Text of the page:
By Gabrielle Olya, GoBankingRates featuring Julia K. Pham, CFP®, AIF®, CDFA®, Wealth Advisor at Halbert Hargrove
If you’re already a parent, there’s a lot less “unknown” when you’re getting ready to welcome a second, third or fourth child into your family. However, there are still certain things you need to financially prepare for each time a new child joins the family. In this “Financially Savvy Female” column, we’re chatting with Julia Pham, a wealth advisor at Halbert Hargrove who recently welcomed her second child, about what parents should do ahead of welcoming their new addition.
Kids are undoubtedly expensive, and there are a few things that may take you by surprise financially when welcoming your second (or third or fourth) child. It’s important to plan well in advance for child care, especially if you have a two-working-parent household.
In the U.S., the average cost of center-based infant care is $1,230 per month, and can vary drastically depending on where you live. You may think that child care centers would offer a discount for multiple children, but don’t count on it, and if they do it’s often not a lot. Expect to double the cost of child care, or research alternative options, like teaming up with other parents for a nanny share, which may help reduce your overall cost.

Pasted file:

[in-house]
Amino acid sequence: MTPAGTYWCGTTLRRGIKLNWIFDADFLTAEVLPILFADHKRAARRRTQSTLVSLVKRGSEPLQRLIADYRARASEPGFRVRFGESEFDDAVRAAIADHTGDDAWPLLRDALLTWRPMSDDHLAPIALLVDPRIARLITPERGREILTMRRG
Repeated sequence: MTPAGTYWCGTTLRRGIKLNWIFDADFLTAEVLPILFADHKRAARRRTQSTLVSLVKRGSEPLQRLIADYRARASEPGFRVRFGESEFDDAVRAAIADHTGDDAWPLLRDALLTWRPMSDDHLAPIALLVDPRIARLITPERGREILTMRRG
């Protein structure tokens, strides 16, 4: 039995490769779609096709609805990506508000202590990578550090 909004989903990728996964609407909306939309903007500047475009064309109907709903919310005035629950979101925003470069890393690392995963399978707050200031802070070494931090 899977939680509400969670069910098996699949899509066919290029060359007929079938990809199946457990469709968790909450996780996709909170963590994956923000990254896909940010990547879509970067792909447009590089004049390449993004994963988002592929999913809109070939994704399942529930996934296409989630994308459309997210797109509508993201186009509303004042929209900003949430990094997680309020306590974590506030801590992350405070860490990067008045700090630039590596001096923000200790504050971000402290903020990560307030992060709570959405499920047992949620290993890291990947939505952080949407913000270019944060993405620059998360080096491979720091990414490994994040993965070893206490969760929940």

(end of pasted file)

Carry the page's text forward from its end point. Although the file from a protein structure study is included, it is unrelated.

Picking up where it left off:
Be sure to utilize a Flexible Spending Account for Dependent Care, which is similar to the Medical FSA and funded with pre-tax dollars. This account can be used to pay for eligible expenses such as day care, babysitting or nanny expenses.
Another big surprise for me was how much we would need to save for college for our second child. As we’ve all seen, inflation has been on a tear, and the upward pressure can be seen on college expenses as well. On average, college tuition increases by 8% annually. If you’ve waited a few years between having children, you’ll see that the projected cost of [sending] the second [child to college] will jump significantly. Use an online calculator to help determine how much to save, and consider funding college expenses through a 529 account, which offers tax-deferred growth on investments and tax-free distributions when used for qualifying expenses.